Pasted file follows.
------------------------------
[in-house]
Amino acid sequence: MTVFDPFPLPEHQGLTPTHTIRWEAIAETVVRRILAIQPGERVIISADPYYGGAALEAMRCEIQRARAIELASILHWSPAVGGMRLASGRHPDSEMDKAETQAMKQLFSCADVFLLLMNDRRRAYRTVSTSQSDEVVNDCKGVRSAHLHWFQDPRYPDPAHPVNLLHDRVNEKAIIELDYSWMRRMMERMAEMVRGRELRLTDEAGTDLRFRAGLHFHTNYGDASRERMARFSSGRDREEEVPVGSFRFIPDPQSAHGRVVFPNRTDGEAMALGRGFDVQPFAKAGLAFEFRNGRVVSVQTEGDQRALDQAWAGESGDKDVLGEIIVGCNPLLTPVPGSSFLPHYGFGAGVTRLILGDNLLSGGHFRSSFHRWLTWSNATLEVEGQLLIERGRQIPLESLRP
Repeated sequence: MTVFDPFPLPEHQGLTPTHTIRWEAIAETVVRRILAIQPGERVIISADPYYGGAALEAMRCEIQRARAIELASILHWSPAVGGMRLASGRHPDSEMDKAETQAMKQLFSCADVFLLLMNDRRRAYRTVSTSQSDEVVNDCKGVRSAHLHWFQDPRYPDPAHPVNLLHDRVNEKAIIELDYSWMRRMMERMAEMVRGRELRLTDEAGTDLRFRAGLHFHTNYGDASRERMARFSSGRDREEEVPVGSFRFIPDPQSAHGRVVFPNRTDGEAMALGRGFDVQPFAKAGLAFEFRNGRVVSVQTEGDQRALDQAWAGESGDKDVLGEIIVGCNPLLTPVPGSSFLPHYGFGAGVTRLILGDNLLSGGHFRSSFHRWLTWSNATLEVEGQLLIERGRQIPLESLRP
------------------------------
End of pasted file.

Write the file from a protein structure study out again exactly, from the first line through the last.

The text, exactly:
[in-house]
Amino acid sequence: MTVFDPFPLPEHQGLTPTHTIRWEAIAETVVRRILAIQPGERVIISADPYYGGAALEAMRCEIQRARAIELASILHWSPAVGGMRLASGRHPDSEMDKAETQAMKQLFSCADVFLLLMNDRRRAYRTVSTSQSDEVVNDCKGVRSAHLHWFQDPRYPDPAHPVNLLHDRVNEKAIIELDYSWMRRMMERMAEMVRGRELRLTDEAGTDLRFRAGLHFHTNYGDASRERMARFSSGRDREEEVPVGSFRFIPDPQSAHGRVVFPNRTDGEAMALGRGFDVQPFAKAGLAFEFRNGRVVSVQTEGDQRALDQAWAGESGDKDVLGEIIVGCNPLLTPVPGSSFLPHYGFGAGVTRLILGDNLLSGGHFRSSFHRWLTWSNATLEVEGQLLIERGRQIPLESLRP
Repeated sequence: MTVFDPFPLPEHQGLTPTHTIRWEAIAETVVRRILAIQPGERVIISADPYYGGAALEAMRCEIQRARAIELASILHWSPAVGGMRLASGRHPDSEMDKAETQAMKQLFSCADVFLLLMNDRRRAYRTVSTSQSDEVVNDCKGVRSAHLHWFQDPRYPDPAHPVNLLHDRVNEKAIIELDYSWMRRMMERMAEMVRGRELRLTDEAGTDLRFRAGLHFHTNYGDASRERMARFSSGRDREEEVPVGSFRFIPDPQSAHGRVVFPNRTDGEAMALGRGFDVQPFAKAGLAFEFRNGRVVSVQTEGDQRALDQAWAGESGDKDVLGEIIVGCNPLLTPVPGSSFLPHYGFGAGVTRLILGDNLLSGGHFRSSFHRWLTWSNATLEVEGQLLIERGRQIPLESLRP